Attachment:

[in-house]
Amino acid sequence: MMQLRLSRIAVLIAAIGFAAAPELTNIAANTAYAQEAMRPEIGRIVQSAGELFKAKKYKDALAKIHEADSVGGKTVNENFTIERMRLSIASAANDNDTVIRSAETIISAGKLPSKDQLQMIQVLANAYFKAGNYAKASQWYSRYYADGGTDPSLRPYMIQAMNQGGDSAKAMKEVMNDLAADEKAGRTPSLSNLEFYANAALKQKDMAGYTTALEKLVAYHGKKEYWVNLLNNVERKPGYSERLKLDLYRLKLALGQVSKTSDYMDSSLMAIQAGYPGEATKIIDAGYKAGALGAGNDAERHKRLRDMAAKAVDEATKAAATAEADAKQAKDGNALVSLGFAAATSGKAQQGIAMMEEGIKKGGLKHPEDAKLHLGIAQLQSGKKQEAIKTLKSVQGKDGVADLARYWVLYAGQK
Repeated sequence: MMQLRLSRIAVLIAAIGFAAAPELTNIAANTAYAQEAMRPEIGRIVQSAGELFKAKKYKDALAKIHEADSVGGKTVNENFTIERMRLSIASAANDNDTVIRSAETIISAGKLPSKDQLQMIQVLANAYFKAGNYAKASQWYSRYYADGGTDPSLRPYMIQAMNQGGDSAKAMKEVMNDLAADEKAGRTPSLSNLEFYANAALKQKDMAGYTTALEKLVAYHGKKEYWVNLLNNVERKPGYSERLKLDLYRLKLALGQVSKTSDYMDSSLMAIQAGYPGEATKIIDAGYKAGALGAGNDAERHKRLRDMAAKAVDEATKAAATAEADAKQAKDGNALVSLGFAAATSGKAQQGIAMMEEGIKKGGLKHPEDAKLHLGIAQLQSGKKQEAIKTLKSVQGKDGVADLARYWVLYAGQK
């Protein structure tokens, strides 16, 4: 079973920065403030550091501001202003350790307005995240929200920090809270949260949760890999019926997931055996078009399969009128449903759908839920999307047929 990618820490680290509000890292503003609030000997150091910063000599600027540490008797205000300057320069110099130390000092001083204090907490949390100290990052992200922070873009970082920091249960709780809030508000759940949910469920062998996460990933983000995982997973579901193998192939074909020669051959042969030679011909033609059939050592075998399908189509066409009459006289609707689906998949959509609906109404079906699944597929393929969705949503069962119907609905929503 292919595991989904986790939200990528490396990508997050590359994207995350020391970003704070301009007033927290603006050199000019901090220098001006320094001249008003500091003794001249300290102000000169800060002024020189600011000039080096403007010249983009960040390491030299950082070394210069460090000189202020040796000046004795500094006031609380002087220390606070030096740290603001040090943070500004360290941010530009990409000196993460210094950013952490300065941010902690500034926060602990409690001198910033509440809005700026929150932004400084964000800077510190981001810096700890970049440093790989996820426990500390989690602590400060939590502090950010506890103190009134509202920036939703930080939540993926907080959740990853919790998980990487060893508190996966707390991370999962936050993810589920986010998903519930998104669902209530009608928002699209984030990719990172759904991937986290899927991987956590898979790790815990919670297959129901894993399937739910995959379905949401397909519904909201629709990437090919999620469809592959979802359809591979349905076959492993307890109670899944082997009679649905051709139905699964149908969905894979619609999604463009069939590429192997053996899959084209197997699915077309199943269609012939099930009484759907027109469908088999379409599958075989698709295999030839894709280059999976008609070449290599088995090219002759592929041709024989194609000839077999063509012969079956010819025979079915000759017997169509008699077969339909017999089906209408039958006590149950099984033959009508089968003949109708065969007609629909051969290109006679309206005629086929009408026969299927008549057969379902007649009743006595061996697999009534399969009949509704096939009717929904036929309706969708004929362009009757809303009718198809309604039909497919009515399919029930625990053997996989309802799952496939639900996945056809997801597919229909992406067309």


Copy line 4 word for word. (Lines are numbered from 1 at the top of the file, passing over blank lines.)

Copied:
């Protein structure tokens, strides 16, 4: 079973920065403030550091501001202003350790307005995240929200920090809270949260949760890999019926997931055996078009399969009128449903759908839920999307047929 990618820490680290509000890292503003609030000997150091910063000599600027540490008797205000300057320069110099130390000092001083204090907490949390100290990052992200922070873009970082920091249960709780809030508000759940949910469920062998996460990933983000995982997973579901193998192939074909020669051959042969030679011909033609059939050592075998399908189509066409009459006289609707689906998949959509609906109404079906699944597929393929969705949503069962119907609905929503 292919595991989904986790939200990528490396990508997050590359994207995350020391970003704070301009007033927290603006050199000019901090220098001006320094001249008003500091003794001249300290102000000169800060002024020189600011000039080096403007010249983009960040390491030299950082070394210069460090000189202020040796000046004795500094006031609380002087220390606070030096740290603001040090943070500004360290941010530009990409000196993460210094950013952490300065941010902690500034926060602990409690001198910033509440809005700026929150932004400084964000800077510190981001810096700890970049440093790989996820426990500390989690602590400060939590502090950010506890103190009134509202920036939703930080939540993926907080959740990853919790998980990487060893508190996966707390991370999962936050993810589920986010998903519930998104669902209530009608928002699209984030990719990172759904991937986290899927991987956590898979790790815990919670297959129901894993399937739910995959379905949401397909519904909201629709990437090919999620469809592959979802359809591979349905076959492993307890109670899944082997009679649905051709139905699964149908969905894979619609999604463009069939590429192997053996899959084209197997699915077309199943269609012939099930009484759907027109469908088999379409599958075989698709295999030839894709280059999976008609070449290599088995090219002759592929041709024989194609000839077999063509012969079956010819025979079915000759017997169509008699077969339909017999089906209408039958006590149950099984033959009508089968003949109708065969007609629909051969290109006679309206005629086929009408026969299927008549057969379902007649009743006595061996697999009534399969009949509704096939009717929904036929309706969708004929362009009757809303009718198809309604039909497919009515399919029930625990053997996989309802799952496939639900996945056809997801597919229909992406067309």